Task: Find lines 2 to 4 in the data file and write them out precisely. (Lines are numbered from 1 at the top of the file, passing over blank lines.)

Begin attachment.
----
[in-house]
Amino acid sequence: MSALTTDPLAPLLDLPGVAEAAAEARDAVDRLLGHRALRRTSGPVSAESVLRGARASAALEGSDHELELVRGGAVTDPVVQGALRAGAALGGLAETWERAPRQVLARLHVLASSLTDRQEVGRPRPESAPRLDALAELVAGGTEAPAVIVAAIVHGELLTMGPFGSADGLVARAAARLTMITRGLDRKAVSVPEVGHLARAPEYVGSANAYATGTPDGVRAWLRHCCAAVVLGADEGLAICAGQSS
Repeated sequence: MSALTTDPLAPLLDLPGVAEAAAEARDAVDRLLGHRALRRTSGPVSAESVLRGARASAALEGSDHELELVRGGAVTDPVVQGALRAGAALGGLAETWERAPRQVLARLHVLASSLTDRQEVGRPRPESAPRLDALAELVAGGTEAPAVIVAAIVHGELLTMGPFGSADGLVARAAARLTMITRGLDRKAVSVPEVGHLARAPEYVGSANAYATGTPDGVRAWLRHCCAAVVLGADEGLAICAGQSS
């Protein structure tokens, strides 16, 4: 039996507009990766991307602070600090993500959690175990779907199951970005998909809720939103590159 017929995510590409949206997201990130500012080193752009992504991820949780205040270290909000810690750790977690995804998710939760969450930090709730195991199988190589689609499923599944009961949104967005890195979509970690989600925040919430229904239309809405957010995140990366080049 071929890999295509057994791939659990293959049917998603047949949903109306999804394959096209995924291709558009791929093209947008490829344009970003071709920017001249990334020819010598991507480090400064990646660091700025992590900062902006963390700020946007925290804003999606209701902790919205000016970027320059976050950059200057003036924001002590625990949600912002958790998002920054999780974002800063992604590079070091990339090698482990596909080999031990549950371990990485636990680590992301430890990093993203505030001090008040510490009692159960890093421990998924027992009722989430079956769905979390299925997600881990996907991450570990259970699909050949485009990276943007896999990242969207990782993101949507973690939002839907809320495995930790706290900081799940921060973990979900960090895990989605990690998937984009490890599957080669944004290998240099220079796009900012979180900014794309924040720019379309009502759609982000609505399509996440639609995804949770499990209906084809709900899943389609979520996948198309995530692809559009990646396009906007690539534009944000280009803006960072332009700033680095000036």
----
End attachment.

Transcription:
Amino acid sequence: MSALTTDPLAPLLDLPGVAEAAAEARDAVDRLLGHRALRRTSGPVSAESVLRGARASAALEGSDHELELVRGGAVTDPVVQGALRAGAALGGLAETWERAPRQVLARLHVLASSLTDRQEVGRPRPESAPRLDALAELVAGGTEAPAVIVAAIVHGELLTMGPFGSADGLVARAAARLTMITRGLDRKAVSVPEVGHLARAPEYVGSANAYATGTPDGVRAWLRHCCAAVVLGADEGLAICAGQSS
Repeated sequence: MSALTTDPLAPLLDLPGVAEAAAEARDAVDRLLGHRALRRTSGPVSAESVLRGARASAALEGSDHELELVRGGAVTDPVVQGALRAGAALGGLAETWERAPRQVLARLHVLASSLTDRQEVGRPRPESAPRLDALAELVAGGTEAPAVIVAAIVHGELLTMGPFGSADGLVARAAARLTMITRGLDRKAVSVPEVGHLARAPEYVGSANAYATGTPDGVRAWLRHCCAAVVLGADEGLAICAGQSS
């Protein structure tokens, strides 16, 4: 039996507009990766991307602070600090993500959690175990779907199951970005998909809720939103590159 017929995510590409949206997201990130500012080193752009992504991820949780205040270290909000810690750790977690995804998710939760969450930090709730195991199988190589689609499923599944009961949104967005890195979509970690989600925040919430229904239309809405957010995140990366080049 071929890999295509057994791939659990293959049917998603047949949903109306999804394959096209995924291709558009791929093209947008490829344009970003071709920017001249990334020819010598991507480090400064990646660091700025992590900062902006963390700020946007925290804003999606209701902790919205000016970027320059976050950059200057003036924001002590625990949600912002958790998002920054999780974002800063992604590079070091990339090698482990596909080999031990549950371990990485636990680590992301430890990093993203505030001090008040510490009692159960890093421990998924027992009722989430079956769905979390299925997600881990996907991450570990259970699909050949485009990276943007896999990242969207990782993101949507973690939002839907809320495995930790706290900081799940921060973990979900960090895990989605990690998937984009490890599957080669944004290998240099220079796009900012979180900014794309924040720019379309009502759609982000609505399509996440639609995804949770499990209906084809709900899943389609979520996948198309995530692809559009990646396009906007690539534009944000280009803006960072332009700033680095000036």